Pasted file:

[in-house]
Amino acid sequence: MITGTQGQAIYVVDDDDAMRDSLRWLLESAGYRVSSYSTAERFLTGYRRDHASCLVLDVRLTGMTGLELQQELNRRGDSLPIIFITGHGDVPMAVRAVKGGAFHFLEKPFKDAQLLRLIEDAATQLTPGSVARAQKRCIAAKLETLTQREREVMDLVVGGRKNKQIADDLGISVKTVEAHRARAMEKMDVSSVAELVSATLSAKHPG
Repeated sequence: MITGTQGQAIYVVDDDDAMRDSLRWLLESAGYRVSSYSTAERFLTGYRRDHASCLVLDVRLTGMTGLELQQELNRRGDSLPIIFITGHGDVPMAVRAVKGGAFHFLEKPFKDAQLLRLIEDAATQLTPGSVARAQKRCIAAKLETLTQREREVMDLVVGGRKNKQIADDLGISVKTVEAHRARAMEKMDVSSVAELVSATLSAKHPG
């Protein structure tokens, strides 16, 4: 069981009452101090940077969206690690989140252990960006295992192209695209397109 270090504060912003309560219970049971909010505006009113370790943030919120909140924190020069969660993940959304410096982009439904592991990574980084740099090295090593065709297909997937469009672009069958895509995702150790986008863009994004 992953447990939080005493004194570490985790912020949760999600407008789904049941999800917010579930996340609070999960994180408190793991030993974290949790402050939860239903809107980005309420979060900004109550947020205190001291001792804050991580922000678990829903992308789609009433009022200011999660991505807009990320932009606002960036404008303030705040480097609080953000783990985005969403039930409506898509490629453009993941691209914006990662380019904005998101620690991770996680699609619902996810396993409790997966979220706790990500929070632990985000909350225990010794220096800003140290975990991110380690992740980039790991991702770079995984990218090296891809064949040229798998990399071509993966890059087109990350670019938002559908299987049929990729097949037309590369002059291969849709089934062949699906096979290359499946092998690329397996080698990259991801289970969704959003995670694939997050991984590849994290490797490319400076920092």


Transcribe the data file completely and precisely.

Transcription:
[in-house]
Amino acid sequence: MITGTQGQAIYVVDDDDAMRDSLRWLLESAGYRVSSYSTAERFLTGYRRDHASCLVLDVRLTGMTGLELQQELNRRGDSLPIIFITGHGDVPMAVRAVKGGAFHFLEKPFKDAQLLRLIEDAATQLTPGSVARAQKRCIAAKLETLTQREREVMDLVVGGRKNKQIADDLGISVKTVEAHRARAMEKMDVSSVAELVSATLSAKHPG
Repeated sequence: MITGTQGQAIYVVDDDDAMRDSLRWLLESAGYRVSSYSTAERFLTGYRRDHASCLVLDVRLTGMTGLELQQELNRRGDSLPIIFITGHGDVPMAVRAVKGGAFHFLEKPFKDAQLLRLIEDAATQLTPGSVARAQKRCIAAKLETLTQREREVMDLVVGGRKNKQIADDLGISVKTVEAHRARAMEKMDVSSVAELVSATLSAKHPG
């Protein structure tokens, strides 16, 4: 069981009452101090940077969206690690989140252990960006295992192209695209397109 270090504060912003309560219970049971909010505006009113370790943030919120909140924190020069969660993940959304410096982009439904592991990574980084740099090295090593065709297909997937469009672009069958895509995702150790986008863009994004 992953447990939080005493004194570490985790912020949760999600407008789904049941999800917010579930996340609070999960994180408190793991030993974290949790402050939860239903809107980005309420979060900004109550947020205190001291001792804050991580922000678990829903992308789609009433009022200011999660991505807009990320932009606002960036404008303030705040480097609080953000783990985005969403039930409506898509490629453009993941691209914006990662380019904005998101620690991770996680699609619902996810396993409790997966979220706790990500929070632990985000909350225990010794220096800003140290975990991110380690992740980039790991991702770079995984990218090296891809064949040229798998990399071509993966890059087109990350670019938002559908299987049929990729097949037309590369002059291969849709089934062949699906096979290359499946092998690329397996080698990259991801289970969704959003995670694939997050991984590849994290490797490319400076920092």